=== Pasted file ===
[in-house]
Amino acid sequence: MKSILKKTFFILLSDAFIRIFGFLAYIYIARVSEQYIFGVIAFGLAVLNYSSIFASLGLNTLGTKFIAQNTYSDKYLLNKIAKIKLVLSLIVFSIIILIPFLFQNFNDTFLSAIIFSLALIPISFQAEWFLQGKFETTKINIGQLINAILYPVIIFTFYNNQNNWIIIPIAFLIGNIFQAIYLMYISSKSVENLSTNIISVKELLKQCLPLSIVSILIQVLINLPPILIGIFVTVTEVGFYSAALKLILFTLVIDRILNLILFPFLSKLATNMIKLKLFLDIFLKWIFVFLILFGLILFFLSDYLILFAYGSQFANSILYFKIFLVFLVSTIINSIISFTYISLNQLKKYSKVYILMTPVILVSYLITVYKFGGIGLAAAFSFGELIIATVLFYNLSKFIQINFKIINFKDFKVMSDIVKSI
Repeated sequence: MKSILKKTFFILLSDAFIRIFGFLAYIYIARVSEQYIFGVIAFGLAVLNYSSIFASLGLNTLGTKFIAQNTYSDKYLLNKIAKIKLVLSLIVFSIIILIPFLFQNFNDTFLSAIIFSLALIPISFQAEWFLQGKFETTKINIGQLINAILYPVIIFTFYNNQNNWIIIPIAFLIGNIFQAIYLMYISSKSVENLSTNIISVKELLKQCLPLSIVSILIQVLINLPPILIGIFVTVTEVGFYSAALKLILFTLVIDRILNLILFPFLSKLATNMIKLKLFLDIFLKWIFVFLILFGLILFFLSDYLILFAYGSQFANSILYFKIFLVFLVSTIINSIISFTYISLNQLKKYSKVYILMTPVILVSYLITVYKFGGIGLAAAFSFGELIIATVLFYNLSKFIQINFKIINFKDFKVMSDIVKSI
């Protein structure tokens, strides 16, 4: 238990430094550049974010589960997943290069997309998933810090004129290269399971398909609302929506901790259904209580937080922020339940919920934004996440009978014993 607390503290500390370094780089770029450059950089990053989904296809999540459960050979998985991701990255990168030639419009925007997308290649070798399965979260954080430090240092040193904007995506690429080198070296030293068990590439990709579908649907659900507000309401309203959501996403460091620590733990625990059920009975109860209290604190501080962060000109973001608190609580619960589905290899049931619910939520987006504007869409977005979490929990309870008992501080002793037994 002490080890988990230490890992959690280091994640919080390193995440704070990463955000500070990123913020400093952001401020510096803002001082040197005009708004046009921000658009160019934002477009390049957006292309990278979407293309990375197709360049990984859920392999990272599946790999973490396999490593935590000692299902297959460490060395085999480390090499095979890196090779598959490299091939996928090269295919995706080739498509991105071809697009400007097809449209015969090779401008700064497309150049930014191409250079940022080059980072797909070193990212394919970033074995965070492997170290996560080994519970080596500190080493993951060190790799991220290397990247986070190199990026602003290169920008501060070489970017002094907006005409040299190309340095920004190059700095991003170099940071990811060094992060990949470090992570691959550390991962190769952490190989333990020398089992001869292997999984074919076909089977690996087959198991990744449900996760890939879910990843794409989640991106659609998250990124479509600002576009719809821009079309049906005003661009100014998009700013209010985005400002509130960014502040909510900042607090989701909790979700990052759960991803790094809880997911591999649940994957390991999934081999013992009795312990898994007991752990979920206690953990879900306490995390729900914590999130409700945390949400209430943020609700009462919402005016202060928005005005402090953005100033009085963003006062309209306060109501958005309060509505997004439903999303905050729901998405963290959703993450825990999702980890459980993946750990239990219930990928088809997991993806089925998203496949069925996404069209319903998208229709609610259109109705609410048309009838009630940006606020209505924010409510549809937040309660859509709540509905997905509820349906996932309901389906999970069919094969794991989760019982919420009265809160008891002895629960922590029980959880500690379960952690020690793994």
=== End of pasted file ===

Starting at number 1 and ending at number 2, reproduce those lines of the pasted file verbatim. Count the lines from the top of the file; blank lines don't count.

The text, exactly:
[in-house]
Amino acid sequence: MKSILKKTFFILLSDAFIRIFGFLAYIYIARVSEQYIFGVIAFGLAVLNYSSIFASLGLNTLGTKFIAQNTYSDKYLLNKIAKIKLVLSLIVFSIIILIPFLFQNFNDTFLSAIIFSLALIPISFQAEWFLQGKFETTKINIGQLINAILYPVIIFTFYNNQNNWIIIPIAFLIGNIFQAIYLMYISSKSVENLSTNIISVKELLKQCLPLSIVSILIQVLINLPPILIGIFVTVTEVGFYSAALKLILFTLVIDRILNLILFPFLSKLATNMIKLKLFLDIFLKWIFVFLILFGLILFFLSDYLILFAYGSQFANSILYFKIFLVFLVSTIINSIISFTYISLNQLKKYSKVYILMTPVILVSYLITVYKFGGIGLAAAFSFGELIIATVLFYNLSKFIQINFKIINFKDFKVMSDIVKSI